Author Topic: Knot testing - Life support knots - procedures and results  (Read 38484 times)

Dan_Lehman

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Re: Knot testing - Life support knots - procedures and results
« Reply #15 on: January 06, 2009, 07:07:18 AM »
If I have understood your comments correctly Dan, would I be correct with paraphrasing them as
 --  'Home Brew is not professional so don't bother with attempting to achieve anything of value',
 and, 'If you publish anything of value, it is likely to end you up in court contesting the results'.

That is a misreading.  I pointed to exactly the "at least" considerable value,
if documentation (images & marker threads) enable us to narrow down the
region of breakage; and I also believe that comparative strength values
will be informative (though we should remind ourselves that such values
can vary per situation).  I have no fear that there will be a legal issue.

My reaction was to those bits of urging for exactitude I think is out of proportion
in effort and even practicability for this home-brew situation.  Especially as I
read the protocol of there being interruptions to some hand-cranked? winching
for the sake of photography, I think that there will be siginficant deviations from
the industry standard (but perhaps not so entirely valuable/worthwhile) test
protocol of steady pull.

How does the measure (dynomometer) get calibrated?  Well, okay, let's see
about that (although if it understates forces uniformly, won't the results be
pretty much useful, in terms of percentages?).  But going to some extra effort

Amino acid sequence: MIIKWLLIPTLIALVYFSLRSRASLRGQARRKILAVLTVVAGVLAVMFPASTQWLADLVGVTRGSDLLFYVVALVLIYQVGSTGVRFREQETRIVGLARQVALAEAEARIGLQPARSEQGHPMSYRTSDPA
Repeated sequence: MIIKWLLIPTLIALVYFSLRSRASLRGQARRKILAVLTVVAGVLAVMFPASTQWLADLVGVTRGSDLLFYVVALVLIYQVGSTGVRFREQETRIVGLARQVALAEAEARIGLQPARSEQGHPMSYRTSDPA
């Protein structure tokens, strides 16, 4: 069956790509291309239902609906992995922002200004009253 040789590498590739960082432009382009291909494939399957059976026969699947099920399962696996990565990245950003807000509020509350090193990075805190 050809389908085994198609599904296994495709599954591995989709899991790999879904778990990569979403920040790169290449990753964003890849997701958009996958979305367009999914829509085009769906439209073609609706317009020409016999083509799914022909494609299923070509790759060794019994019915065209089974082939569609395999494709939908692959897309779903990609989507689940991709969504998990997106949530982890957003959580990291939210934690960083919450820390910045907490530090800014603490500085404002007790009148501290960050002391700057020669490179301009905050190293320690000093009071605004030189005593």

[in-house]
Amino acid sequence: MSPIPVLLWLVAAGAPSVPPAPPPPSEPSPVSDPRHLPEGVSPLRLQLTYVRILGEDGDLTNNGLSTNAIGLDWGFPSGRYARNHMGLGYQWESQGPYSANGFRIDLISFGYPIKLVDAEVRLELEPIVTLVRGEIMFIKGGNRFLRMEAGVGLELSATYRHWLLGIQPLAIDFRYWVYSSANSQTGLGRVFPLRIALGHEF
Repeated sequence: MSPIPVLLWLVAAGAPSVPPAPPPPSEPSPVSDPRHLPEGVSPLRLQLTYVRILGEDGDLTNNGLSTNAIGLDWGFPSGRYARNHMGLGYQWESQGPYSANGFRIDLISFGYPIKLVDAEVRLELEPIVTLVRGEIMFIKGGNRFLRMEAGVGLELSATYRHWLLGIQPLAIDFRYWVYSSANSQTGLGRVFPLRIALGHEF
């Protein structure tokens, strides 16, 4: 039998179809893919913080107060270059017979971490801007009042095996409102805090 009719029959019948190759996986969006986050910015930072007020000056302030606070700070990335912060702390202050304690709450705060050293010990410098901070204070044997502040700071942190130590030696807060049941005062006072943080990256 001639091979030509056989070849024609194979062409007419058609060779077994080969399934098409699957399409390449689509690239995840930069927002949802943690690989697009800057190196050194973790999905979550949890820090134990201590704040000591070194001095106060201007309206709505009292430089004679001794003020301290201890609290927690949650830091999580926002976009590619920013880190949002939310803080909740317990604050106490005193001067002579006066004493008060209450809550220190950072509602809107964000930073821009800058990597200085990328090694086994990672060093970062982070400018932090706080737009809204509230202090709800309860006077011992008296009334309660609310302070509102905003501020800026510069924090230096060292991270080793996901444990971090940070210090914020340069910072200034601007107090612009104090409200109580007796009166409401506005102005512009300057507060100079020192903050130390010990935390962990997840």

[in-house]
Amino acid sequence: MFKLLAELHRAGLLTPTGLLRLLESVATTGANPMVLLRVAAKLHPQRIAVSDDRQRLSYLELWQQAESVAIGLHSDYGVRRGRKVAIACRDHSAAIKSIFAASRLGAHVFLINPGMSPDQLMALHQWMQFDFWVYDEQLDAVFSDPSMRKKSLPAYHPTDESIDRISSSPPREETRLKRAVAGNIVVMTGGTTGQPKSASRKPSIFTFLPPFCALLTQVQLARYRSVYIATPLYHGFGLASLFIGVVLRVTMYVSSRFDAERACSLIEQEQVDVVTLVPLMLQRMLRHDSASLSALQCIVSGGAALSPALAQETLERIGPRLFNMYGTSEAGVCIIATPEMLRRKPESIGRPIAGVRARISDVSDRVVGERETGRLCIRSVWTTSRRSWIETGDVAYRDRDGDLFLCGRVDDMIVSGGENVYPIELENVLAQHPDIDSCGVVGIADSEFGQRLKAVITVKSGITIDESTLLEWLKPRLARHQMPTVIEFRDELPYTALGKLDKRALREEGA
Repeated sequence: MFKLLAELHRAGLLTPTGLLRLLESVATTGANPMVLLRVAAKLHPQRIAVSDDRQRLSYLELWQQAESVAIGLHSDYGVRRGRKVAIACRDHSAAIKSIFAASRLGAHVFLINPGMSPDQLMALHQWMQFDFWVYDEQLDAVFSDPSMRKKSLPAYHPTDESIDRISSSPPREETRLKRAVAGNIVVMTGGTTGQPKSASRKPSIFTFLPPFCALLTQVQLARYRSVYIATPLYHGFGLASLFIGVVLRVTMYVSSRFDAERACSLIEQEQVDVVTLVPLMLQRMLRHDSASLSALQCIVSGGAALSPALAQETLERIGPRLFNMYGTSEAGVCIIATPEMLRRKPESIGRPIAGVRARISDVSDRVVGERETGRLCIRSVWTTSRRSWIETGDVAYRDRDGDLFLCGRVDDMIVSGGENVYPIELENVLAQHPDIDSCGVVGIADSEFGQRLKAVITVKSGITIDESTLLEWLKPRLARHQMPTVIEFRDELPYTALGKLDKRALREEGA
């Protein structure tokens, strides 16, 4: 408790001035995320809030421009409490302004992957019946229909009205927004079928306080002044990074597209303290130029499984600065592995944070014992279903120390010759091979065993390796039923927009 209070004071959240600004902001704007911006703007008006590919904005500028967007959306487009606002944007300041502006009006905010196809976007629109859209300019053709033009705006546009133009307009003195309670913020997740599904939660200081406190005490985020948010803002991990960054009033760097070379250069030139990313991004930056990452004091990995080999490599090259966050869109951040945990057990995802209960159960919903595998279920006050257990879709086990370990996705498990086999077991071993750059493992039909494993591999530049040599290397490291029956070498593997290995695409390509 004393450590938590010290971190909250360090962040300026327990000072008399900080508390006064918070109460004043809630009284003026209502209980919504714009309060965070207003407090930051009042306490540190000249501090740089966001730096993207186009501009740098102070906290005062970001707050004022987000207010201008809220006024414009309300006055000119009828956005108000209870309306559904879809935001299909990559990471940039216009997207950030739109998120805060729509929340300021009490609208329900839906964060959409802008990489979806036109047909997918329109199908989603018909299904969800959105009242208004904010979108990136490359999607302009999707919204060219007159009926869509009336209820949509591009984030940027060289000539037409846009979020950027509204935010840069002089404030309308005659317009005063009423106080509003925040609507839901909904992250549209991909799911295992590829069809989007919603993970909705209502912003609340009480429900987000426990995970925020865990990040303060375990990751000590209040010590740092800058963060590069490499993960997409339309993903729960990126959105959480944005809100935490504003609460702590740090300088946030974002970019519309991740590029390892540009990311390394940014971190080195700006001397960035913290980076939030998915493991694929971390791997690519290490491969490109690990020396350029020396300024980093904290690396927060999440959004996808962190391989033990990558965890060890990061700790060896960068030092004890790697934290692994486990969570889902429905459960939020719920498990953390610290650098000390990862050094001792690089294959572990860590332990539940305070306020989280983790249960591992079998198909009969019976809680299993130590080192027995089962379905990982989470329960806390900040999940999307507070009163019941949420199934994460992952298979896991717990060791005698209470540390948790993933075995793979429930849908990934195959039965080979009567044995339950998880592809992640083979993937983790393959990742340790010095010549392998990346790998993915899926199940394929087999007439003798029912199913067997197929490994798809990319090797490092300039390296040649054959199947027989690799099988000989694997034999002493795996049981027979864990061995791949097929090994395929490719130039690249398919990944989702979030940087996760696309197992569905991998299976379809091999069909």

on figuring tensile strength, but doing less per knot specimen, strikes me as
backwards--as I stated (and gave a choice of extreme cases, for illustration).

(E.g., suppose some tests were later done at Sterling itself, on some of the knots
tested by Agent_Smith, and the results were comparable; but Sterling challenged
the A_S-measured tensile, and could suggest why those values differed.  We
might come to accept the different 100% figure, and then it would be a simple
matter to re-figure the % breaks per knot, trusting that at least they had been
rightly recorded.  (E.g., if A_S used a too-narrow anchor point for tensile or
something, and so had a lower value.))

--dl*
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agent_smith

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Re: Knot testing - Life support knots - procedures and results
« Reply #16 on: January 09, 2009, 01:26:28 PM »
Am back on the case...

I have purchased a suitable hand operated winch and installed a pair of eye bolts into the concrete floor of my garage.

I completed 4 shake-out tests today to confirm the following:
1. That the test rig as a whole system actually works
2. That I can avoid personal injury